Jesus said, “I was a stranger and you welcomed me.  And I was naked and you gave me clothing.” 

Being naked can be someone in need of clothing, but also someone who is different, but without any covering to disguise their difference.  They feel vulnerable and exposed…without a place to belong, without anyone to know their story or even their name. 

“Just as you did it one of the least of these who are members of my family, you did it to me.” 

So how do we do we welcome the stranger in our midst?  How do we clothe the naked?  It’s simple:  notice those around you who are being left out, ignored or labeled “the least of these.”  Reach out to them, and welcome them in.  Exchange names.  Try to see Christ in them.  That is the beginning of activating the healing power of love.  And it is powerful.  Prepare to be amazed.

 

A woman shared with me this true story that happened to her recently.  It is amazing! 

Linda was the speaker for her work at an off-site location.  She needed technology to make her presentation work--microphone, computer, projector, and screen, etc.  There was an IT man assigned to help her.  She started by introducing herself and getting his name, and welcoming him warmly. 

She thanked Kurt for his help—even before he started.  As he set up the technology, she talked with him, about his work and his life.  And she listened to what he had to say. 

He said that he was sorry that he couldn’t be there the day before to get organized, but he was off. 

She said, “Hope you were doing something fun.” 

He said, “I was at my aunt’s funeral.  My aunt raised me.  She and I were very close.  I will miss her.” 

Linda shared some words of sympathy and blessing. 

He said, “Oh, that’s ok, I don’t believe in God, never have.  I am a science guy. Hard facts, that all.”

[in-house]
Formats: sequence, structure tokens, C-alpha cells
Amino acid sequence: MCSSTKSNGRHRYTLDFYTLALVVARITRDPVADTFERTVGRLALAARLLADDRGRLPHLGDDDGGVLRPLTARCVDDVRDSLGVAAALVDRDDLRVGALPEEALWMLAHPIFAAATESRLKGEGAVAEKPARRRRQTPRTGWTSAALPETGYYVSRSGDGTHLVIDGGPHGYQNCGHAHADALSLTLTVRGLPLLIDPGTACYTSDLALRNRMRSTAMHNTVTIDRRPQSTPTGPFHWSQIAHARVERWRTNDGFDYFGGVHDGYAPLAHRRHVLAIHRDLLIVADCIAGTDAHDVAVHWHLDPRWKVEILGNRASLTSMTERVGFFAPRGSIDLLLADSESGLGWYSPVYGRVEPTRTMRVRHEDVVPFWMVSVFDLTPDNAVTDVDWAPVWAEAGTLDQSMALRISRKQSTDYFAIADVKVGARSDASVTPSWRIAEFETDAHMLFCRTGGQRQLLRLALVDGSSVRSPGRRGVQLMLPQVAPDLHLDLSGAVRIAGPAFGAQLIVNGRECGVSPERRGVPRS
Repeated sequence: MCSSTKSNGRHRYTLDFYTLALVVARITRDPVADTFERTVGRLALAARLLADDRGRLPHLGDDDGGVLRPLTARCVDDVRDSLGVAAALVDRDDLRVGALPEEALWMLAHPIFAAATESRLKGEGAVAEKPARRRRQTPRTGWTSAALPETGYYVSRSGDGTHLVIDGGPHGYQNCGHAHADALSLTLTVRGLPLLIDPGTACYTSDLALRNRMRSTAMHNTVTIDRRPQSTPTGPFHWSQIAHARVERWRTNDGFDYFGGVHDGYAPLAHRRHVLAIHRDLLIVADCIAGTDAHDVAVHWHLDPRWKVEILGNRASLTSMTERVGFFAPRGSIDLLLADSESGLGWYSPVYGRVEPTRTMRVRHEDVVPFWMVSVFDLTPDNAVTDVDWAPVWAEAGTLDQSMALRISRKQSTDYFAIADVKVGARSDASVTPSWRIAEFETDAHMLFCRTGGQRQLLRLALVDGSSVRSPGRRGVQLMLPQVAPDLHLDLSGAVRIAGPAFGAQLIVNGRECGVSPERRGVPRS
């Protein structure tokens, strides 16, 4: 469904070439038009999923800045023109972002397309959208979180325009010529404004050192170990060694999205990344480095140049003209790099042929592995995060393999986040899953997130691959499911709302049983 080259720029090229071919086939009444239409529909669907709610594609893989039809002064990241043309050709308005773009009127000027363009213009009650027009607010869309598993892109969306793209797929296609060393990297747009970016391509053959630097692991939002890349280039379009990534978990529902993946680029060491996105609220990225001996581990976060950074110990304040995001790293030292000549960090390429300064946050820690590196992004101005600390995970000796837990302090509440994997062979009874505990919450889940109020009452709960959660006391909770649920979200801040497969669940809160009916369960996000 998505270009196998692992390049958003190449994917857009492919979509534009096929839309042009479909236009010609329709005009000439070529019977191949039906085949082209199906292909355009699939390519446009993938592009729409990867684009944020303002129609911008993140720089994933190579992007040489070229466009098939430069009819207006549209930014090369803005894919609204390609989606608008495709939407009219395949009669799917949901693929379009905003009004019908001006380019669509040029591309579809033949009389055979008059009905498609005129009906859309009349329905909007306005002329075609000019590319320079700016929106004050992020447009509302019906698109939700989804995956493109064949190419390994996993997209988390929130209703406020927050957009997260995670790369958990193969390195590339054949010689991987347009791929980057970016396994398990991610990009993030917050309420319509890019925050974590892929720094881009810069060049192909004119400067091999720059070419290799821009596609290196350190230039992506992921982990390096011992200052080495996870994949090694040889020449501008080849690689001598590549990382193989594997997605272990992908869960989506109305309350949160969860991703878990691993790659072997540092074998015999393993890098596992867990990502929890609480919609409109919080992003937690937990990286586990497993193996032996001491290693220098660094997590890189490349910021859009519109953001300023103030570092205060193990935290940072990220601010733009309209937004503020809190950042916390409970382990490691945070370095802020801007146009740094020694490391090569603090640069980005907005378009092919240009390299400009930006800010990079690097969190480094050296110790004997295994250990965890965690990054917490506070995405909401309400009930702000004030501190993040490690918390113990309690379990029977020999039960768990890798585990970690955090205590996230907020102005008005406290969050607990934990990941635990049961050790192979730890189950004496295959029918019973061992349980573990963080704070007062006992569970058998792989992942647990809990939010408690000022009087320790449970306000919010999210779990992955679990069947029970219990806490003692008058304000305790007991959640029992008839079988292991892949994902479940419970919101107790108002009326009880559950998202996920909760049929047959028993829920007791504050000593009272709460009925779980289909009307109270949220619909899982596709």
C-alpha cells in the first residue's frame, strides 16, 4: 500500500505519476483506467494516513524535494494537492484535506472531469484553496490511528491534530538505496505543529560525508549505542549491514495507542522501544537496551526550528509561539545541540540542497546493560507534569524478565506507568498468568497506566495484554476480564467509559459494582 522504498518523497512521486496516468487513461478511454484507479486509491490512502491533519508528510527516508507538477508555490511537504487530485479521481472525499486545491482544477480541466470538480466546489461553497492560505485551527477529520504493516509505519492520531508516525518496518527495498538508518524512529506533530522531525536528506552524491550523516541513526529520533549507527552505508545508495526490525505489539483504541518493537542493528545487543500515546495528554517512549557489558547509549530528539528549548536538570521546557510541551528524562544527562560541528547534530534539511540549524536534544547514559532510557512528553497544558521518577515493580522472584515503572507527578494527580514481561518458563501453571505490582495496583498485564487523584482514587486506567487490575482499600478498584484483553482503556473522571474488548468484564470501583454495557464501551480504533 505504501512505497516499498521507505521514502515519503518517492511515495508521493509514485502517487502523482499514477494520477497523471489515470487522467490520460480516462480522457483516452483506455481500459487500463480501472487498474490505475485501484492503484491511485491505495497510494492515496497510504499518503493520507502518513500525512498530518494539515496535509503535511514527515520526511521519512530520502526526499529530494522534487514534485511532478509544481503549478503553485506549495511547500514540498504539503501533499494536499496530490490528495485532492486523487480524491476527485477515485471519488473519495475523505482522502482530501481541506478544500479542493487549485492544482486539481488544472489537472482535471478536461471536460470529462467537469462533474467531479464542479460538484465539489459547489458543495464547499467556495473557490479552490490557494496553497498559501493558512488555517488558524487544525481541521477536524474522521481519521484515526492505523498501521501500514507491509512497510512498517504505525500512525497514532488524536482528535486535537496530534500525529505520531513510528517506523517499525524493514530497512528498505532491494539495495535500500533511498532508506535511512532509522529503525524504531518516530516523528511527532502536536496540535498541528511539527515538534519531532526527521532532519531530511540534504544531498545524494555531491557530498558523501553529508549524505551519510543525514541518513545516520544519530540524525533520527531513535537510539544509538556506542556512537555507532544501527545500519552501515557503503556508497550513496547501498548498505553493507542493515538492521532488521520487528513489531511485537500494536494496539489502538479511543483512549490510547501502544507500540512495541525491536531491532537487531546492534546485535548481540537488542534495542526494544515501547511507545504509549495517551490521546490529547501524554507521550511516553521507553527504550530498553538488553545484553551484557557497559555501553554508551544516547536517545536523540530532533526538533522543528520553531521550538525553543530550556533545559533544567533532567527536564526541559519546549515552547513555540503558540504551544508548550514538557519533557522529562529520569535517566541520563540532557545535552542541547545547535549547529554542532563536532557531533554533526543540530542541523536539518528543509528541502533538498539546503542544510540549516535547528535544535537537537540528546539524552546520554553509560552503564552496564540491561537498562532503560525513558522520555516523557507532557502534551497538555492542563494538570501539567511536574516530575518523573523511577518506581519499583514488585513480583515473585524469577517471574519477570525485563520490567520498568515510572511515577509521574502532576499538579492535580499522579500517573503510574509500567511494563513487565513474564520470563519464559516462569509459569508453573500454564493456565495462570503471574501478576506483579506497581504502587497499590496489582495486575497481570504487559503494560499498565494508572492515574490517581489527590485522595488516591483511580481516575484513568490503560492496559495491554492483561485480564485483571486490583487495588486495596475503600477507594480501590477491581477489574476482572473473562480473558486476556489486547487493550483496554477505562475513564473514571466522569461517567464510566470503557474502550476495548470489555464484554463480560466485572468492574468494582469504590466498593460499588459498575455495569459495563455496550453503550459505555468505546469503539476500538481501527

Linda listened, then asked, “well, how was the funeral?” 

Kurt said, “Like any other funeral, I guess.  There were a lot of people.  There was music and words and silence.  But as I sat at her funeral service, I don’t know what happened.  All of a sudden, a strange feeling came over me.  This feeling was warm and comforting, and through it I felt good knowing that my Aunt was with my Uncle in a better place. And I had a deep sense of peace.”

Linda just nodded and listened.

Kurt paused and then he continued, “Wow, that feeling that came over me was so powerful.  It must have been God.  There is a God, isn’t there?”  Linda just smiled and said, “ I believe there is a God.”

He said, “I can’t believe I am talking to you about this.  I don’t even know you, you’re a stranger, and yet you made me feel comfortable telling you.  Thank you for listening and caring.  You helped me realize that there is a God.  Wow!  Thanks.  Well, I better get back to work. And he did.

In Meeting Jesus on the Margins, we are reminded, “When next you find yourself inclined to see someone you don’t know as stranger, take a moment’s pause.  Perhaps wave in greeting.  Perhaps say hello and ask, “How are you?”  A small bit of kindness, a small gesture of welcome, may go a long way—not only for the person you greet but for your own soul.  You may, in fact, begin to find your understanding of neighbor shifting and growing.  You may begin to see and find God in places you did not look before.”  ~Allison Duvall

May it be so.  Amen.